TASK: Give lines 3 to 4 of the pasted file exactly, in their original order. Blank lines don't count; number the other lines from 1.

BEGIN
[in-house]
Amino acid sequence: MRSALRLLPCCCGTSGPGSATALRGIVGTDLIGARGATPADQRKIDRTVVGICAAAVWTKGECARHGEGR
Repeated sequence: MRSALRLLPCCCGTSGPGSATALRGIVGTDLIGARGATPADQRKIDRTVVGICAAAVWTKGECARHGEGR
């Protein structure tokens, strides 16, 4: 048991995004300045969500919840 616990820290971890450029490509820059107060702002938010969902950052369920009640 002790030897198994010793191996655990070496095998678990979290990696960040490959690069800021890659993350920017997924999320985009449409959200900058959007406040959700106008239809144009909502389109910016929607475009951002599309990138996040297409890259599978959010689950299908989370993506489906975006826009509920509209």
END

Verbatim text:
Repeated sequence: MRSALRLLPCCCGTSGPGSATALRGIVGTDLIGARGATPADQRKIDRTVVGICAAAVWTKGECARHGEGR
């Protein structure tokens, strides 16, 4: 048991995004300045969500919840 616990820290971890450029490509820059107060702002938010969902950052369920009640 002790030897198994010793191996655990070496095998678990979290990696960040490959690069800021890659993350920017997924999320985009449409959200900058959007406040959700106008239809144009909502389109910016929607475009951002599309990138996040297409890259599978959010689950299908989370993506489906975006826009509920509209």